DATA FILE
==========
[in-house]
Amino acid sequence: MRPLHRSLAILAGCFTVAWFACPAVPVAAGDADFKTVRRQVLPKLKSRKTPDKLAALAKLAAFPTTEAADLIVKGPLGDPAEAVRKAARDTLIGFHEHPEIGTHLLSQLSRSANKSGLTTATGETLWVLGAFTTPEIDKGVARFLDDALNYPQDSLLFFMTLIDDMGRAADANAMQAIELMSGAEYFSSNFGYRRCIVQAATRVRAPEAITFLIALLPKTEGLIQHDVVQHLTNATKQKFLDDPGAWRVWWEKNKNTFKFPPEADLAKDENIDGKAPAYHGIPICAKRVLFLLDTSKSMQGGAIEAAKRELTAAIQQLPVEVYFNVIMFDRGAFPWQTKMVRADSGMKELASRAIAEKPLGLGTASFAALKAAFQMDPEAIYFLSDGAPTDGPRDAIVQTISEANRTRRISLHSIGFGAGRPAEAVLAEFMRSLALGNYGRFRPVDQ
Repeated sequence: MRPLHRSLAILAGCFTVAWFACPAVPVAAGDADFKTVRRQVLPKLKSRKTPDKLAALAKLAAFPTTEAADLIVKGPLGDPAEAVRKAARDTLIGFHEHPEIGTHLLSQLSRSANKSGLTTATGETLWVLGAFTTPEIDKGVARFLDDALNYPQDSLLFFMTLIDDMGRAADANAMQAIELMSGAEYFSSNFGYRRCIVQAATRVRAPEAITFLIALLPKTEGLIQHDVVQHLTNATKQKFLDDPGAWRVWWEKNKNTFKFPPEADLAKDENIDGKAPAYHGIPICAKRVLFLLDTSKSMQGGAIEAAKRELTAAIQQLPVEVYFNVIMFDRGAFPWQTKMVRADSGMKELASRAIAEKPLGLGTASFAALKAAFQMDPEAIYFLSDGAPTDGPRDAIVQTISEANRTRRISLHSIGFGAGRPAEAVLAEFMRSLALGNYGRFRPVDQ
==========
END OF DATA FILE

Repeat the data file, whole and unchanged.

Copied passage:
[in-house]
Amino acid sequence: MRPLHRSLAILAGCFTVAWFACPAVPVAAGDADFKTVRRQVLPKLKSRKTPDKLAALAKLAAFPTTEAADLIVKGPLGDPAEAVRKAARDTLIGFHEHPEIGTHLLSQLSRSANKSGLTTATGETLWVLGAFTTPEIDKGVARFLDDALNYPQDSLLFFMTLIDDMGRAADANAMQAIELMSGAEYFSSNFGYRRCIVQAATRVRAPEAITFLIALLPKTEGLIQHDVVQHLTNATKQKFLDDPGAWRVWWEKNKNTFKFPPEADLAKDENIDGKAPAYHGIPICAKRVLFLLDTSKSMQGGAIEAAKRELTAAIQQLPVEVYFNVIMFDRGAFPWQTKMVRADSGMKELASRAIAEKPLGLGTASFAALKAAFQMDPEAIYFLSDGAPTDGPRDAIVQTISEANRTRRISLHSIGFGAGRPAEAVLAEFMRSLALGNYGRFRPVDQ
Repeated sequence: MRPLHRSLAILAGCFTVAWFACPAVPVAAGDADFKTVRRQVLPKLKSRKTPDKLAALAKLAAFPTTEAADLIVKGPLGDPAEAVRKAARDTLIGFHEHPEIGTHLLSQLSRSANKSGLTTATGETLWVLGAFTTPEIDKGVARFLDDALNYPQDSLLFFMTLIDDMGRAADANAMQAIELMSGAEYFSSNFGYRRCIVQAATRVRAPEAITFLIALLPKTEGLIQHDVVQHLTNATKQKFLDDPGAWRVWWEKNKNTFKFPPEADLAKDENIDGKAPAYHGIPICAKRVLFLLDTSKSMQGGAIEAAKRELTAAIQQLPVEVYFNVIMFDRGAFPWQTKMVRADSGMKELASRAIAEKPLGLGTASFAALKAAFQMDPEAIYFLSDGAPTDGPRDAIVQTISEANRTRRISLHSIGFGAGRPAEAVLAEFMRSLALGNYGRFRPVDQ